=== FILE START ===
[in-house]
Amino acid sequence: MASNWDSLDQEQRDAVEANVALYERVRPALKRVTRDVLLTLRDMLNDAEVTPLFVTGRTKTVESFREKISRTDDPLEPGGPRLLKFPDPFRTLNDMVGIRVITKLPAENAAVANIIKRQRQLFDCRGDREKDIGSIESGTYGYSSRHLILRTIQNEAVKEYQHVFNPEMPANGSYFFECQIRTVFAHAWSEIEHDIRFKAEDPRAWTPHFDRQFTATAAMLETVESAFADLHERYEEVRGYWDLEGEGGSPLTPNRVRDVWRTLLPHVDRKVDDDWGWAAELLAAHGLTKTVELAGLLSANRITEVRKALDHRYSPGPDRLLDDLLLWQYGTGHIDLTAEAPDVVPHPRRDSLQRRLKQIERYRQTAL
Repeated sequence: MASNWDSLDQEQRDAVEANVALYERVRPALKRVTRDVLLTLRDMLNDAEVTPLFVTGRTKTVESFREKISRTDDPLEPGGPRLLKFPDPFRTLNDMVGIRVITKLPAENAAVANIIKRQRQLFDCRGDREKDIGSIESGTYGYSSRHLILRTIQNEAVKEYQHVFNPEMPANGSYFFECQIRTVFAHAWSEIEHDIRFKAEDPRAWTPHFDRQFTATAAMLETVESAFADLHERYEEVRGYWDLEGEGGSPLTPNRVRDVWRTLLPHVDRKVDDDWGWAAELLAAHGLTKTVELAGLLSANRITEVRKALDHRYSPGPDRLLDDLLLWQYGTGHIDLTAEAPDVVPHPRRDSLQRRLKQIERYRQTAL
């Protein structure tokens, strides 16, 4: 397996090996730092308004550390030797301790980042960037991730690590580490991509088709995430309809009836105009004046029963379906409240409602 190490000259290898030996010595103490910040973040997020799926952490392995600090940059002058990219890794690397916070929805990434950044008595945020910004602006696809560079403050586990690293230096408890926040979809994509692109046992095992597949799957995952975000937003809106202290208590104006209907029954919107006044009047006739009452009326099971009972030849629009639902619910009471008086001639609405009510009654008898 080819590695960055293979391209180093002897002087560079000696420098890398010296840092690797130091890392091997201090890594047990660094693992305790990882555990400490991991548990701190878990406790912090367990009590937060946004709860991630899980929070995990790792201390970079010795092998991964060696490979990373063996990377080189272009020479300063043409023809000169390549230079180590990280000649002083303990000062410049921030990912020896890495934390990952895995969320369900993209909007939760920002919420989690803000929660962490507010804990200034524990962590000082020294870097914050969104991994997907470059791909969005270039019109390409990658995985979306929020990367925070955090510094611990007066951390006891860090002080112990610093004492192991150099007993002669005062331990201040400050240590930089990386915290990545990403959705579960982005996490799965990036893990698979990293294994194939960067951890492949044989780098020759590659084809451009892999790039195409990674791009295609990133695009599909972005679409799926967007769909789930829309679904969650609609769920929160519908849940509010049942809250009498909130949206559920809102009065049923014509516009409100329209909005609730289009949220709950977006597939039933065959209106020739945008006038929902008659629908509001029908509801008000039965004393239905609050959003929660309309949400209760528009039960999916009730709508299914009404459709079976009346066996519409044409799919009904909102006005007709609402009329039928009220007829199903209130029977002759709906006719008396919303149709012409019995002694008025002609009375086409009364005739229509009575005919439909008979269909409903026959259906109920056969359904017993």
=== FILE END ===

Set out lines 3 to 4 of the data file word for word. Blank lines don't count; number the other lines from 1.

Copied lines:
Repeated sequence: MASNWDSLDQEQRDAVEANVALYERVRPALKRVTRDVLLTLRDMLNDAEVTPLFVTGRTKTVESFREKISRTDDPLEPGGPRLLKFPDPFRTLNDMVGIRVITKLPAENAAVANIIKRQRQLFDCRGDREKDIGSIESGTYGYSSRHLILRTIQNEAVKEYQHVFNPEMPANGSYFFECQIRTVFAHAWSEIEHDIRFKAEDPRAWTPHFDRQFTATAAMLETVESAFADLHERYEEVRGYWDLEGEGGSPLTPNRVRDVWRTLLPHVDRKVDDDWGWAAELLAAHGLTKTVELAGLLSANRITEVRKALDHRYSPGPDRLLDDLLLWQYGTGHIDLTAEAPDVVPHPRRDSLQRRLKQIERYRQTAL
């Protein structure tokens, strides 16, 4: 397996090996730092308004550390030797301790980042960037991730690590580490991509088709995430309809009836105009004046029963379906409240409602 190490000259290898030996010595103490910040973040997020799926952490392995600090940059002058990219890794690397916070929805990434950044008595945020910004602006696809560079403050586990690293230096408890926040979809994509692109046992095992597949799957995952975000937003809106202290208590104006209907029954919107006044009047006739009452009326099971009972030849629009639902619910009471008086001639609405009510009654008898 080819590695960055293979391209180093002897002087560079000696420098890398010296840092690797130091890392091997201090890594047990660094693992305790990882555990400490991991548990701190878990406790912090367990009590937060946004709860991630899980929070995990790792201390970079010795092998991964060696490979990373063996990377080189272009020479300063043409023809000169390549230079180590990280000649002083303990000062410049921030990912020896890495934390990952895995969320369900993209909007939760920002919420989690803000929660962490507010804990200034524990962590000082020294870097914050969104991994997907470059791909969005270039019109390409990658995985979306929020990367925070955090510094611990007066951390006891860090002080112990610093004492192991150099007993002669005062331990201040400050240590930089990386915290990545990403959705579960982005996490799965990036893990698979990293294994194939960067951890492949044989780098020759590659084809451009892999790039195409990674791009295609990133695009599909972005679409799926967007769909789930829309679904969650609609769920929160519908849940509010049942809250009498909130949206559920809102009065049923014509516009409100329209909005609730289009949220709950977006597939039933065959209106020739945008006038929902008659629908509001029908509801008000039965004393239905609050959003929660309309949400209760528009039960999916009730709508299914009404459709079976009346066996519409044409799919009904909102006005007709609402009329039928009220007829199903209130029977002759709906006719008396919303149709012409019995002694008025002609009375086409009364005739229509009575005919439909008979269909409903026959259906109920056969359904017993």